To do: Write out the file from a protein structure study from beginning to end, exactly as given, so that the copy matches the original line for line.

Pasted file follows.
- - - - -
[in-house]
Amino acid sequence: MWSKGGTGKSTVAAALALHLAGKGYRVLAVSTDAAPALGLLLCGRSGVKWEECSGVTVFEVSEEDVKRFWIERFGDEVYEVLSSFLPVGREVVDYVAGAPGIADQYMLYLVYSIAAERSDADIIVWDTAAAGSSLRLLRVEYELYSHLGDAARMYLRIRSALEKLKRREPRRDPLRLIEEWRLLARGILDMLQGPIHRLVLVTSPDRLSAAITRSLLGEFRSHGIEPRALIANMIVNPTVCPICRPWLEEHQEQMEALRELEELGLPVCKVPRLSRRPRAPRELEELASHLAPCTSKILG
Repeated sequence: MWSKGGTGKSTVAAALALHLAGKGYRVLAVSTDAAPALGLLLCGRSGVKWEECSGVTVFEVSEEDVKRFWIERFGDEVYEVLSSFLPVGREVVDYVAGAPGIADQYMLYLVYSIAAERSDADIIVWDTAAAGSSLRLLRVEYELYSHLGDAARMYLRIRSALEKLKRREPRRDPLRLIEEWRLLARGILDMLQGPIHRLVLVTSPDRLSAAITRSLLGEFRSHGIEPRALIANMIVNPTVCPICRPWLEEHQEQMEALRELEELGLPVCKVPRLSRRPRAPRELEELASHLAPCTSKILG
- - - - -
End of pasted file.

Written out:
[in-house]
Amino acid sequence: MWSKGGTGKSTVAAALALHLAGKGYRVLAVSTDAAPALGLLLCGRSGVKWEECSGVTVFEVSEEDVKRFWIERFGDEVYEVLSSFLPVGREVVDYVAGAPGIADQYMLYLVYSIAAERSDADIIVWDTAAAGSSLRLLRVEYELYSHLGDAARMYLRIRSALEKLKRREPRRDPLRLIEEWRLLARGILDMLQGPIHRLVLVTSPDRLSAAITRSLLGEFRSHGIEPRALIANMIVNPTVCPICRPWLEEHQEQMEALRELEELGLPVCKVPRLSRRPRAPRELEELASHLAPCTSKILG
Repeated sequence: MWSKGGTGKSTVAAALALHLAGKGYRVLAVSTDAAPALGLLLCGRSGVKWEECSGVTVFEVSEEDVKRFWIERFGDEVYEVLSSFLPVGREVVDYVAGAPGIADQYMLYLVYSIAAERSDADIIVWDTAAAGSSLRLLRVEYELYSHLGDAARMYLRIRSALEKLKRREPRRDPLRLIEEWRLLARGILDMLQGPIHRLVLVTSPDRLSAAITRSLLGEFRSHGIEPRALIANMIVNPTVCPICRPWLEEHQEQMEALRELEELGLPVCKVPRLSRRPRAPRELEELASHLAPCTSKILG